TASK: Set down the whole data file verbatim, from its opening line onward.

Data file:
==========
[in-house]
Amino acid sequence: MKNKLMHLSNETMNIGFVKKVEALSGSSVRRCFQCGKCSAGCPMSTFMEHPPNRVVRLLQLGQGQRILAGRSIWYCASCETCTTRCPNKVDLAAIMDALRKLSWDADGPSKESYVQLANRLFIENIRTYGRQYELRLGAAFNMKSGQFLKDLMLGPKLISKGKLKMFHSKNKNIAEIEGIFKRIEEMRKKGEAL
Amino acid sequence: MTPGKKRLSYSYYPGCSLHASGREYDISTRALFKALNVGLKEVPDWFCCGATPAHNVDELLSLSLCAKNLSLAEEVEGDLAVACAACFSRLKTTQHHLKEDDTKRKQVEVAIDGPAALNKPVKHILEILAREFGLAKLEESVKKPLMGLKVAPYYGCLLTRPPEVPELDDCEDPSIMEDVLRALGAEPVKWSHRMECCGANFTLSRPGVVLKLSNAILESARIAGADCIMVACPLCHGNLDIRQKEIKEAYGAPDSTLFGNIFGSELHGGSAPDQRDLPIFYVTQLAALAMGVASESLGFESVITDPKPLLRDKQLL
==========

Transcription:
[in-house]
Amino acid sequence: MKNKLMHLSNETMNIGFVKKVEALSGSSVRRCFQCGKCSAGCPMSTFMEHPPNRVVRLLQLGQGQRILAGRSIWYCASCETCTTRCPNKVDLAAIMDALRKLSWDADGPSKESYVQLANRLFIENIRTYGRQYELRLGAAFNMKSGQFLKDLMLGPKLISKGKLKMFHSKNKNIAEIEGIFKRIEEMRKKGEAL
Amino acid sequence: MTPGKKRLSYSYYPGCSLHASGREYDISTRALFKALNVGLKEVPDWFCCGATPAHNVDELLSLSLCAKNLSLAEEVEGDLAVACAACFSRLKTTQHHLKEDDTKRKQVEVAIDGPAALNKPVKHILEILAREFGLAKLEESVKKPLMGLKVAPYYGCLLTRPPEVPELDDCEDPSIMEDVLRALGAEPVKWSHRMECCGANFTLSRPGVVLKLSNAILESARIAGADCIMVACPLCHGNLDIRQKEIKEAYGAPDSTLFGNIFGSELHGGSAPDQRDLPIFYVTQLAALAMGVASESLGFESVITDPKPLLRDKQLL